One particularly contentious issue is that of “permanent military bases.” It should be clear to everyone by now that when Bush administration officials deny that they are building permanent military bases, that doesn't mean a thing. See, for instance, this exchange last month between Sen. James Webb (D-Va.) and Assistant Defense Secretary Mary Beth Long. Strictly speaking, there is no such thing as a permanent military base. So even as Bush officials insist they have no intention of establishing permanent bases in Iraq, they have spent the last five years doing just that.
Q. So how many “enduring” bases are there in Iraq? How much construction is ongoing? What will it take to close these bases down?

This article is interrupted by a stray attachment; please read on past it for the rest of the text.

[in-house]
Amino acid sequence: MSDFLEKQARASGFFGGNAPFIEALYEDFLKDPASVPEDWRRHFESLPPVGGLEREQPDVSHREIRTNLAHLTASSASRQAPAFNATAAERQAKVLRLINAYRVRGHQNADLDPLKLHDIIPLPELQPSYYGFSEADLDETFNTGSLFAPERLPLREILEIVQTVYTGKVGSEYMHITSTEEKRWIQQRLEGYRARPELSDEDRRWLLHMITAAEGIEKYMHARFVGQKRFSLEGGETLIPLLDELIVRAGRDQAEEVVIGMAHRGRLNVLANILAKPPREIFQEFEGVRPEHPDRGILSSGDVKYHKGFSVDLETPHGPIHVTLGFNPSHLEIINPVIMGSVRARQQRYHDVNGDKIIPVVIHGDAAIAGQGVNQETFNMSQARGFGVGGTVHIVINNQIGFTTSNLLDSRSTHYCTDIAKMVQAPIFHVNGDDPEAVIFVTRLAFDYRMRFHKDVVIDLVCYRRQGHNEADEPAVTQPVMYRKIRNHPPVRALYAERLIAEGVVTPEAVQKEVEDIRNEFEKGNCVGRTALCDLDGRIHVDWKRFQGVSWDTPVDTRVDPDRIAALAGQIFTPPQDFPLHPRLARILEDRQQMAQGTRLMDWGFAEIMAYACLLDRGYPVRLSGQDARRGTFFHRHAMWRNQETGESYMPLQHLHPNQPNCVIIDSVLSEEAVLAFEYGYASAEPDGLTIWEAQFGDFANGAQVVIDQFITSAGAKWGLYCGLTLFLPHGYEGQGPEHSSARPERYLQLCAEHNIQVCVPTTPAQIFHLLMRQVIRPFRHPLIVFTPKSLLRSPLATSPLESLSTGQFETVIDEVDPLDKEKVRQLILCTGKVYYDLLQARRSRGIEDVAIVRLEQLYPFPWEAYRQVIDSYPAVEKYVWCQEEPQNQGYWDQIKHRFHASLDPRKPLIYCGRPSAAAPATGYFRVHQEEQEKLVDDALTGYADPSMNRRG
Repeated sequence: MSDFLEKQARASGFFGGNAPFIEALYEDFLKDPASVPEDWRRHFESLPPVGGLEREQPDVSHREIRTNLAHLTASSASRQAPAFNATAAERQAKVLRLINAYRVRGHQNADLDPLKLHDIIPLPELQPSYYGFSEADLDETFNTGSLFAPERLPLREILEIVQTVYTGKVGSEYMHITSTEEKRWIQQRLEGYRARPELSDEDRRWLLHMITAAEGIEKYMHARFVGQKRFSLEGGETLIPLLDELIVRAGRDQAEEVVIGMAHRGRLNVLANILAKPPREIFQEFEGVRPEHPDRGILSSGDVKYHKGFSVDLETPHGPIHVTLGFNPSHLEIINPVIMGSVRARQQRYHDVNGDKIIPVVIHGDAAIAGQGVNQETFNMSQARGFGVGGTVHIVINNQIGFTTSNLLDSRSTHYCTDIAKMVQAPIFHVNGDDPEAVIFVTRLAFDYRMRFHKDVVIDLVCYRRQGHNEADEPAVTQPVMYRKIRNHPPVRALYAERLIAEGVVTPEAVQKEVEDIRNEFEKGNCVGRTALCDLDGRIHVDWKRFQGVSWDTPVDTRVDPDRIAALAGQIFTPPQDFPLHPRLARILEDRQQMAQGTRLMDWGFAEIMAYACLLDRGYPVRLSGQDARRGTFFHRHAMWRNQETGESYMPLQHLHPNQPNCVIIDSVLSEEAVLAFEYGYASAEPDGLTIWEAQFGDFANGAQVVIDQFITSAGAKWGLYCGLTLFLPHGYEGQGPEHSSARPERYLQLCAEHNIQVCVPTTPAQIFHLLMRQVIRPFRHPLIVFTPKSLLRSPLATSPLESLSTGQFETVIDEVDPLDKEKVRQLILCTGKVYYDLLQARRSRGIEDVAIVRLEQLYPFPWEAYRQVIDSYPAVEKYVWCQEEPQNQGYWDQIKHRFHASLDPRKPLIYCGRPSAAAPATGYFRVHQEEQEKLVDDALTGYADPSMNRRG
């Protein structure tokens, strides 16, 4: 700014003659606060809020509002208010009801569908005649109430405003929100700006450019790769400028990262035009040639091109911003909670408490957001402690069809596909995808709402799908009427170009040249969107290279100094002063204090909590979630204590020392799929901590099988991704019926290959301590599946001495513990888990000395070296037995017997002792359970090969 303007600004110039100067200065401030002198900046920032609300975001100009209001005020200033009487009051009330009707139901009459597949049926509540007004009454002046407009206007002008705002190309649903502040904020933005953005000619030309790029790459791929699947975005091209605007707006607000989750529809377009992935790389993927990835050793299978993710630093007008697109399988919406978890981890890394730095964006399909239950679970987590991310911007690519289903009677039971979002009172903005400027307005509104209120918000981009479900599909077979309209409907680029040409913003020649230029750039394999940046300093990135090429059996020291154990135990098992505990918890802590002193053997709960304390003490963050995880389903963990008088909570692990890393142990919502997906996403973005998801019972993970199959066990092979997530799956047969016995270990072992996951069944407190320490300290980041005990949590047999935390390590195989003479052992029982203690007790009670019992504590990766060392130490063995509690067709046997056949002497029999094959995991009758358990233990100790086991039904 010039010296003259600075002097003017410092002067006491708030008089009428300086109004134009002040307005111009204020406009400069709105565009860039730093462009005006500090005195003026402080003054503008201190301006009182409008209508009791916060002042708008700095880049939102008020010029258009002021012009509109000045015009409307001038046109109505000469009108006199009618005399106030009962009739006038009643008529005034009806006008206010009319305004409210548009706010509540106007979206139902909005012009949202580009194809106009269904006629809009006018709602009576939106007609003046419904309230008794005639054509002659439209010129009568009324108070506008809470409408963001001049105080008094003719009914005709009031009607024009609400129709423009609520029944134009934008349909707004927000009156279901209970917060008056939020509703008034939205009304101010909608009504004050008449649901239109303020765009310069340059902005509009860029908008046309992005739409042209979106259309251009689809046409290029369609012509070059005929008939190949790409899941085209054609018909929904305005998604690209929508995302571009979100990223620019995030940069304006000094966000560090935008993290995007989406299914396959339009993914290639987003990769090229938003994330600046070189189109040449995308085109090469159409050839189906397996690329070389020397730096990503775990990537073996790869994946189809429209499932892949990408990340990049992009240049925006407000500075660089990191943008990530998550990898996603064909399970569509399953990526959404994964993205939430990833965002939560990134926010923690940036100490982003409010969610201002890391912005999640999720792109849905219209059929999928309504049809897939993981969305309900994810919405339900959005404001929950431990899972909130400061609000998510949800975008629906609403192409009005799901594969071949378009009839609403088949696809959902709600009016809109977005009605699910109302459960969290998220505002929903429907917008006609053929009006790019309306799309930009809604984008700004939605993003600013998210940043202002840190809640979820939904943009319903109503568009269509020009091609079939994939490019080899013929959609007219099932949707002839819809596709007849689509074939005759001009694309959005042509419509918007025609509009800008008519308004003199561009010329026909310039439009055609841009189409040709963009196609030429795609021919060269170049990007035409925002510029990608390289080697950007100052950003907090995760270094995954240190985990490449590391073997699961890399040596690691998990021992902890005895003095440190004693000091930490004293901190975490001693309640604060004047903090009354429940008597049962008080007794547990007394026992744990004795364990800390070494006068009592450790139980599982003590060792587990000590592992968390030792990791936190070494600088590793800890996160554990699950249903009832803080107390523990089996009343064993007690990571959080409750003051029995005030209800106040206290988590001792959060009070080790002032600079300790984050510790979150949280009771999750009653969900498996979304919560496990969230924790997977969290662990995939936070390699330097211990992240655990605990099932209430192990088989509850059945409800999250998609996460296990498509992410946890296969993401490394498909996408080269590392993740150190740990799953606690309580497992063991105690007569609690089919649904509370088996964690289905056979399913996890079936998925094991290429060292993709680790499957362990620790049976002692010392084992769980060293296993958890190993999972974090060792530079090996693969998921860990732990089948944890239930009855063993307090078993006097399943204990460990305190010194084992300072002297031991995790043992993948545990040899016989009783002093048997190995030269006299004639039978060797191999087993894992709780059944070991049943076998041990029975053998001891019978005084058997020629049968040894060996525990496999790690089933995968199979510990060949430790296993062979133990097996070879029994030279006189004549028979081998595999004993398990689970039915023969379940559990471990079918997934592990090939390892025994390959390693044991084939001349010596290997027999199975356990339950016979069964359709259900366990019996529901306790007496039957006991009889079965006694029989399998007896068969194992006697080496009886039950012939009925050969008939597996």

It’s also notable that the Bush administration continues to make major capital expenditures for detention facilities.
Q. What new contracts are being let out, and under what terms?
Walter Pincus wrote in The Washington Post on June 2: “The depth of U.S. involvement in Iraq and the difficulty the next president will face in pulling personnel out of the country are illustrated by a handful of new contract proposals made public in May.
“The contracts call for new spending, from supplying mentors to officials with Iraq's Defense and Interior ministries to establishing a U.S.-marshal-type system to protect Iraqi courts.…
The proposals reflect multiyear commitments.”
Q. What sort of detention facilities are currently being built and why? How far along will things be when the new president takes over?
The New York Times recently reported: “The Pentagon is moving forward with plans to build a new, 40-acre detention complex on the main American military base in Afghanistan.”